A few years ago I wrote a bank robbery scene in passive voice


A few years ago I wrote a bank robbery scene in passive voice and the result was pretty funny. The robbers themselves completely vanished from the story–only the effects of their actions remained and honestly, I was laughing by the time I got to the end of the first and only paragraph.

I posted it online because I had gotten caught up in a (deeply stupid) argument about the subject. What exactly is passive voice, and is it always terrible?

To answer the second question first, no, of course it’s not always terrible. There are times when passive voice is exactly what a sentence needs. The whole point of studying writing as an art form is to recognize that words and sentence structures are tools that we can put to use. So, there’s nothing inherently bad about passive voice. It just has to be used correctly.

As for what passive voice is, the question gives me flashbacks to the person who argued “Blood pooled on the floor” was in passive voice because blood is an inanimate object and how could it therefore be doing the action? The active force was gravity, which might have been absent from the sentence but was the active force causing the blood to pool. Therefore: passive.

Which… sure. But we’re talking about literary structures here, and that argument misses the point.

Another sentence that’s not passive? “He was tall.”

Which brings me to Prosecraft, (link deliberately excluded) a service offered by a company using an AI called Shaxpir (a joke name that I didn’t get until I said it aloud.) Supposedly, you submit your work of fiction to them and they use Shaxpir to run a linguistic sentiment analysis to compare it with other previously published works in their database.

There’s one work by me in there. The Twisted Path.

Some authors are contacting the guy behind it all with angry demands to pull their works from his site as though this was another free pirate library. I’m not sure it is, though. If he’s bought these works legally, then run them through his dumb (more on that later) algorithm to analyze and compare them, I’m not sure that’s a copyright violation. If he’d been doing the same analysis and comparison with a notebook and sharp pencil, I doubt anyone would complain.

Others are unhappy by the idea that he’s using their works to “train” his AI, Shaxpir. But when I look at the site, Shaxpir seems to be another a word processor with some publishing and analytical bullshit thrown in. It doesn’t appear to be one of those enter a prompt and the AI will vomit a novel manuscript for you places. It looks a bit like Scrivener.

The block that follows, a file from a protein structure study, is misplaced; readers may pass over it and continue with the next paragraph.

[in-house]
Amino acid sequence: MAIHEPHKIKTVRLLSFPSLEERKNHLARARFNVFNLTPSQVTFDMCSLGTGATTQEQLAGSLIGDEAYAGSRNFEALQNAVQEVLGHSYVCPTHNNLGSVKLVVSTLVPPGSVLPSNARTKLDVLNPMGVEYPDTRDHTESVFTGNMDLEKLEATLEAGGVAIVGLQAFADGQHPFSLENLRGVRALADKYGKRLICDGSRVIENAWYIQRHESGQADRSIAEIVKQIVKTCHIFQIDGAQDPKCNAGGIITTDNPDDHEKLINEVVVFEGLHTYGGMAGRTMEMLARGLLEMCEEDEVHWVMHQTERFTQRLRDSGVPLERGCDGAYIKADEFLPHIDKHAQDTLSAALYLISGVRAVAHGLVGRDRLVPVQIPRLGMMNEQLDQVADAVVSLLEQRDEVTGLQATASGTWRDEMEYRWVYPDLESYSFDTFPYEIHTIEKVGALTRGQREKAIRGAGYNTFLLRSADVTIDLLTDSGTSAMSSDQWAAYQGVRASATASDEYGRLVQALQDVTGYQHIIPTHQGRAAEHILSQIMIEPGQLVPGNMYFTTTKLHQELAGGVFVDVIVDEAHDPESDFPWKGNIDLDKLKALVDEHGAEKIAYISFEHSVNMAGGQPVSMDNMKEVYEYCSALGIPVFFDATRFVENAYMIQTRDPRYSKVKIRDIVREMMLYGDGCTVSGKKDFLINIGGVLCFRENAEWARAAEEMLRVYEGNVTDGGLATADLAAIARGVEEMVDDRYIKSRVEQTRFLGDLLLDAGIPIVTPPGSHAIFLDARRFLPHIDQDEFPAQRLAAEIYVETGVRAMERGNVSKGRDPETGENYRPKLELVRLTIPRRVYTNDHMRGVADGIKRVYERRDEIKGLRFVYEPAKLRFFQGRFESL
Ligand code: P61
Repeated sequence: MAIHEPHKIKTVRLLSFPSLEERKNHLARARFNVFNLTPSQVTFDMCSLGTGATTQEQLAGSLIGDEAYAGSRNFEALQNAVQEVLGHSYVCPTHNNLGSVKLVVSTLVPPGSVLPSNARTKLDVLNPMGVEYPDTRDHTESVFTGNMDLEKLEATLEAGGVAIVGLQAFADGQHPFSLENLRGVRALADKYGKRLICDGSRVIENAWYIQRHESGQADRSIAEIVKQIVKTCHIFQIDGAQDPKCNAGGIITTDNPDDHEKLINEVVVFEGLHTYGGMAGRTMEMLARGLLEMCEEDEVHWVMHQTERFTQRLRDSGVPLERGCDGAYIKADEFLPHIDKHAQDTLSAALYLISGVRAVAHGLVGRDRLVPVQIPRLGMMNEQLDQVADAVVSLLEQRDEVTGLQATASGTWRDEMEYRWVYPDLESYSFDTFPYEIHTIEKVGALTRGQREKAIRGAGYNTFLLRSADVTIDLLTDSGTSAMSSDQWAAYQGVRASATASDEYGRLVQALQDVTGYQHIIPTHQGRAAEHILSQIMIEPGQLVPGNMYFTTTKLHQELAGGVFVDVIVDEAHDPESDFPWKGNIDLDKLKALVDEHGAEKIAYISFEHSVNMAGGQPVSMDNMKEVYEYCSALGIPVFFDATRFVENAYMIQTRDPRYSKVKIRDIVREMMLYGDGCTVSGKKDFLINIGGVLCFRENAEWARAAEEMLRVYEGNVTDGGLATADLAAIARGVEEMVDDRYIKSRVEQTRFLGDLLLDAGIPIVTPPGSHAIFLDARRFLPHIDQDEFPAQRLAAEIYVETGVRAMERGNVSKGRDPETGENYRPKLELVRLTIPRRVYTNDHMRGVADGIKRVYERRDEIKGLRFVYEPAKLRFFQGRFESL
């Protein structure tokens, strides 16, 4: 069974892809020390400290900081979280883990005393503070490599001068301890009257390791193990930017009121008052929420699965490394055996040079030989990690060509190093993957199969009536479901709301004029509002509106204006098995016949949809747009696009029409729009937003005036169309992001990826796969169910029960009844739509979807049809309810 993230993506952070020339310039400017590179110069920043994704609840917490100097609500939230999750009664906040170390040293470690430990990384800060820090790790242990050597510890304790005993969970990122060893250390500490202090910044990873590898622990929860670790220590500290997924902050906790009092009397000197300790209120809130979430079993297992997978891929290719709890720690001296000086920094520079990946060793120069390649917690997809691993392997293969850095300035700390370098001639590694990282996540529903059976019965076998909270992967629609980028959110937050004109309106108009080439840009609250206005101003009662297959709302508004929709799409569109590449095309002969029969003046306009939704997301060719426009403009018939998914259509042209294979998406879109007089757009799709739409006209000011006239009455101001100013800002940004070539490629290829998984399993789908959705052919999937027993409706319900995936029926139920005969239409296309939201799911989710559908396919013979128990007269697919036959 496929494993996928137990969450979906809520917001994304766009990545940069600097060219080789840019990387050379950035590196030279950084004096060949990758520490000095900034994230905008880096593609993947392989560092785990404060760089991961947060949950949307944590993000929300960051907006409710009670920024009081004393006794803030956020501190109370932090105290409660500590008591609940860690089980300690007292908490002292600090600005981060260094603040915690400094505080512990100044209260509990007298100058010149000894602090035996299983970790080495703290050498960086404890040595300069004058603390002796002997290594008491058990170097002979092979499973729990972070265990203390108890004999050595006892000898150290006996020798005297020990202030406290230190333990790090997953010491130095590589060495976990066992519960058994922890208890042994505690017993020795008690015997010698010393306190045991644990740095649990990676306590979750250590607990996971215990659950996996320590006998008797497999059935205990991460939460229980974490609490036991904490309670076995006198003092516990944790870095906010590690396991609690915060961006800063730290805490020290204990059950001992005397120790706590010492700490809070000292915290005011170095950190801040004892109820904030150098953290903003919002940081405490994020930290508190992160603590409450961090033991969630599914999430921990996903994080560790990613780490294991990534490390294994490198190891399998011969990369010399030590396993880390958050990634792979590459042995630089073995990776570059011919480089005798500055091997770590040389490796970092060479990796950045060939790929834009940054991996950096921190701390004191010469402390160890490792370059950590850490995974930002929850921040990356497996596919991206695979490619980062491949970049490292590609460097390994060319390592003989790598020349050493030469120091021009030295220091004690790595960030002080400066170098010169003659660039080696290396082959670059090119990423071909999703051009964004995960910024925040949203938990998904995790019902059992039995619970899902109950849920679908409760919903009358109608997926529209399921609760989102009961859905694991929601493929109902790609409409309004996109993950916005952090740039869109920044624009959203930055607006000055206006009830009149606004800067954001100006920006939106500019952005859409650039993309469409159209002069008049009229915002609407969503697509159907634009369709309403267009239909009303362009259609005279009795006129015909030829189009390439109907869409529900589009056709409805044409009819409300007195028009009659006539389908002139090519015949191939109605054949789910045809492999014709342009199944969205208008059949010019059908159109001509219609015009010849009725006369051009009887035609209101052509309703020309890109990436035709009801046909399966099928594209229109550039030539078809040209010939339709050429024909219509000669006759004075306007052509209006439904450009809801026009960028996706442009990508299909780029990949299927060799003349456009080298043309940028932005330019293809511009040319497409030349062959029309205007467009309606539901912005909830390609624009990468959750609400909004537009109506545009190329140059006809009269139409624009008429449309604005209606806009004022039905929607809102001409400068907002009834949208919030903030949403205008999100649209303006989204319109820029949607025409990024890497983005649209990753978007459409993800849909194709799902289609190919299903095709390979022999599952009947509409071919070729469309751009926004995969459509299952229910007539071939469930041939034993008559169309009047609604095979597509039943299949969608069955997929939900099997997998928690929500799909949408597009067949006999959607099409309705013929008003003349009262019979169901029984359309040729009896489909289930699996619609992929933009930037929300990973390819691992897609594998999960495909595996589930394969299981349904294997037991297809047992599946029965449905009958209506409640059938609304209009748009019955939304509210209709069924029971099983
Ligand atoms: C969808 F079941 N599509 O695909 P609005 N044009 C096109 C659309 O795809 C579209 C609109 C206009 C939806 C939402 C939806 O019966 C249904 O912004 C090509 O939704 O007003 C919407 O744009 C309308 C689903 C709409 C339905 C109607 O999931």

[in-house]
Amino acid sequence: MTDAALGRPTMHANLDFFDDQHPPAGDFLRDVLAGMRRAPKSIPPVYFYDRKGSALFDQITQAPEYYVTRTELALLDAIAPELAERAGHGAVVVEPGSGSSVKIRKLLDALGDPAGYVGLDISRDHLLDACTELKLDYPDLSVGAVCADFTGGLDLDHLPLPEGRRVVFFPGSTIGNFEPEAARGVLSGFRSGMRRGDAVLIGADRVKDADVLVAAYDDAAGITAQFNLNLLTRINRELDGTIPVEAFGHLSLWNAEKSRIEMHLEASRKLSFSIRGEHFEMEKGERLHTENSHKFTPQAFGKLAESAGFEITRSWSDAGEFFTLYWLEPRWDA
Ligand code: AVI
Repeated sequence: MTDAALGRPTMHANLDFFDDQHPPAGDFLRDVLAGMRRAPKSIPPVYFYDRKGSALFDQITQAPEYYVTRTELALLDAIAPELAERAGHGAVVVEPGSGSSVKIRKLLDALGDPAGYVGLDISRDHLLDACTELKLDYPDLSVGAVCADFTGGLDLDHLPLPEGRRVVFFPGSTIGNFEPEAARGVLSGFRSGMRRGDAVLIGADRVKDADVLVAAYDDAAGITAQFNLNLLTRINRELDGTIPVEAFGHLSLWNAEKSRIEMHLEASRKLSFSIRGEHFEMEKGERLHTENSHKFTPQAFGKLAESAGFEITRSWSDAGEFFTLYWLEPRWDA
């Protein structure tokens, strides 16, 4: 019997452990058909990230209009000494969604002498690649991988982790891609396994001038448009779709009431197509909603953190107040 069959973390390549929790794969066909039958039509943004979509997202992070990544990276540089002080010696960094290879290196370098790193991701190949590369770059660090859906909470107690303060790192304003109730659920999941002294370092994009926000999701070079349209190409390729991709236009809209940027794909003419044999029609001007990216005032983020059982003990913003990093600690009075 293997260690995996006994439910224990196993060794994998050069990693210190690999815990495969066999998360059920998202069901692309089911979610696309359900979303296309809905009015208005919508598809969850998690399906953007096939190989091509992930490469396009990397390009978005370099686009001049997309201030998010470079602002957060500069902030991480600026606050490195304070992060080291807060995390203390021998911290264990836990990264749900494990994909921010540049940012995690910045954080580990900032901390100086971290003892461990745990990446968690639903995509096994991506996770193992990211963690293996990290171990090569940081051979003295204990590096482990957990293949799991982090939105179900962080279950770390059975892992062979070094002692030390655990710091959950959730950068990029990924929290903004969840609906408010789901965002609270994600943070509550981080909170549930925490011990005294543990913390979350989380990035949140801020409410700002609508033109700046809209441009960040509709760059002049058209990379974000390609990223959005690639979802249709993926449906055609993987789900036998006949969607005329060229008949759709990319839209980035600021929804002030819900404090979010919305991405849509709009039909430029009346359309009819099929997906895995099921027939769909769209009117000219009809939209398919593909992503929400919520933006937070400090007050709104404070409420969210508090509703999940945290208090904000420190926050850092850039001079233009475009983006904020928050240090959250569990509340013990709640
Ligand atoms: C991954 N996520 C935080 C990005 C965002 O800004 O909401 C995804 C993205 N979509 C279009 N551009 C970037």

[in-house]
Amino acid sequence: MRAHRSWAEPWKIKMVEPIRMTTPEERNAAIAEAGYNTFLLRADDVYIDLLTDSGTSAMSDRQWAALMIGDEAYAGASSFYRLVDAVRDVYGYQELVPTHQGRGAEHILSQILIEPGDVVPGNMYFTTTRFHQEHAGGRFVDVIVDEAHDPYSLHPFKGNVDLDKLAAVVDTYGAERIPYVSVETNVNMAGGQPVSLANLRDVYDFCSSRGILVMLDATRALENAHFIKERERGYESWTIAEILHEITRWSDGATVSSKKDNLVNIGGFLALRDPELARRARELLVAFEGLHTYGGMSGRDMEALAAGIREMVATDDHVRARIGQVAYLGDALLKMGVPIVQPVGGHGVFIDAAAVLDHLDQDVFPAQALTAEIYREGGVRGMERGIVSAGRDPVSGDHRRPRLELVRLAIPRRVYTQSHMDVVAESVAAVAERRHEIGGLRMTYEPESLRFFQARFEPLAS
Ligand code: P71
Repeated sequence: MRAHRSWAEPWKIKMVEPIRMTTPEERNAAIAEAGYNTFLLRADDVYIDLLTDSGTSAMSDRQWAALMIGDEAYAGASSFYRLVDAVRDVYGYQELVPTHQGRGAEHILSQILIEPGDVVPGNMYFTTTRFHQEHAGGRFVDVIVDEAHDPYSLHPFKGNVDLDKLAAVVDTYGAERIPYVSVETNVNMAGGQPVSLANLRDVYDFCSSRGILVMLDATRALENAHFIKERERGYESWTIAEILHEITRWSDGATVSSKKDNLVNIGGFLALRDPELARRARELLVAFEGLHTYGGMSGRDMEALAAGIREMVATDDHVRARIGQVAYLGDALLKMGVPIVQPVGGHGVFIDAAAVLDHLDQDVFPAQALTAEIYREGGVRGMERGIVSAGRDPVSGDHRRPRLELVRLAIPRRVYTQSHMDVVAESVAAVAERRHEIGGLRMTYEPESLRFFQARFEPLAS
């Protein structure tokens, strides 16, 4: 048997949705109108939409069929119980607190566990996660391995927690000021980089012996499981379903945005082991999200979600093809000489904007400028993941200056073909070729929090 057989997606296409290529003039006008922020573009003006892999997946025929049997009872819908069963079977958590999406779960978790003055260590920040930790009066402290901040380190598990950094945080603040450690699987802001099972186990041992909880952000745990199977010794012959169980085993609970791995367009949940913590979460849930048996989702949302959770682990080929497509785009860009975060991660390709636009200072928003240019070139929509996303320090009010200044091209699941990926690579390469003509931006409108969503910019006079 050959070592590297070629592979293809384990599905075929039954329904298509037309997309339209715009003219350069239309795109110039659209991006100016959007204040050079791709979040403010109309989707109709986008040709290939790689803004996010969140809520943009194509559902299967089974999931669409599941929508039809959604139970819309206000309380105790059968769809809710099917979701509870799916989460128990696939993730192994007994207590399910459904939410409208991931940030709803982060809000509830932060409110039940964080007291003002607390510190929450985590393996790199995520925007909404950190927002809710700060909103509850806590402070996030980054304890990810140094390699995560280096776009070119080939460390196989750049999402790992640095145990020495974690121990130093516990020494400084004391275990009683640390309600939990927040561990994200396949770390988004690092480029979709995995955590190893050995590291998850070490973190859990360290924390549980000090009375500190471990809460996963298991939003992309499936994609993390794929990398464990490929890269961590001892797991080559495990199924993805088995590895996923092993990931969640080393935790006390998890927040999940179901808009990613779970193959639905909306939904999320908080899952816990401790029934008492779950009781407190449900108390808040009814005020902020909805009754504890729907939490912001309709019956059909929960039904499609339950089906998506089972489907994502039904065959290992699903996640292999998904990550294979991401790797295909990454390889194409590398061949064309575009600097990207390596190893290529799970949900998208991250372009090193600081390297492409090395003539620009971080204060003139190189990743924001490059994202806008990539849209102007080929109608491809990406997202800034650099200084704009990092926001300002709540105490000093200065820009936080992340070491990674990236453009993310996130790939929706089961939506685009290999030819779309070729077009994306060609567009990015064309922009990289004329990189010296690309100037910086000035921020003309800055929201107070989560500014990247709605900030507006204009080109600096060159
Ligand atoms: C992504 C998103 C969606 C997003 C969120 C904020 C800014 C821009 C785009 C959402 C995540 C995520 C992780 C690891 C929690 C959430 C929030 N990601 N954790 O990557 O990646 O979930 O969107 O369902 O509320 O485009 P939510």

Maybe I’m wrong, but I’m not going to look any deeper into it, considering the quality of the analysis it does.

Judging by the Prosecraft page about my own work, I see problems with the service. First, listing adverbs–broken out into adverbs with an -ly at the end and those without–as a percentage of the total word count, then ranking the book in a “percentile” with other books in the database tells you nothing about the quality of the book. Adverbs are not a metric for quality. They’re a tool, and the only measure that really matters is whether the tool is used correctly.

Second, the service breaks down the text into “vivid” and “passive” words, then using the aforementioned sentiment analysis determines where your book is more of one of those things than the other. There’s even a little color coding for the text: the words the system codes as vivid are red, and the deeper the color the more vivid they’re supposed to be. Passive is the same but blue.

And state of being verbs are all rendered in the most intense blue.

Maybe the creator of prosecraft was a little careless with the way he labeled things. Maybe he liked the word vivid because he thought Vivid books are good books, and so he wanted to put something with a negative connotation at the other end of that scale. Therefore: passive. Passive is bad, right?

Except, in his blog post on the software, he posts an analysis of some text from one of his favorite authors, says it rates in the 99th percentile for Passive, then talks about how much he likes the guy’s writing, esp his use of “passive-voice constructions.”

No surprise then that, out of all that blue text indicating passive voice, only one of those sentences is actually in passive voice. The rest just use state-of-being verbs, which are not themselves passive voice, although there’s an argument to be made that they are not particularly vivid.

But you know what state of being verbs are? They’re really easy to identify.

So it’s a mess, really. The Passive label is being stuck on words/sequences that are not in the passive voice, and passive is used as a binary opposite to the Vivid label, which it absolutely is not.

If the books are being shared like a library, that’s bad and it shouldn’t happen. If they’re being entered into an AI so the algorithm can pull them apart and regurgitate them as works of fiction, that’s also bad and shouldn’t happen.

But as I see it, the main problem is that the service Prosecraft offers is a mess and is basically useless.

Edit: He took the website down. I knew I should have just been lazy and ignored all this. Now I’ve blogged about nothing.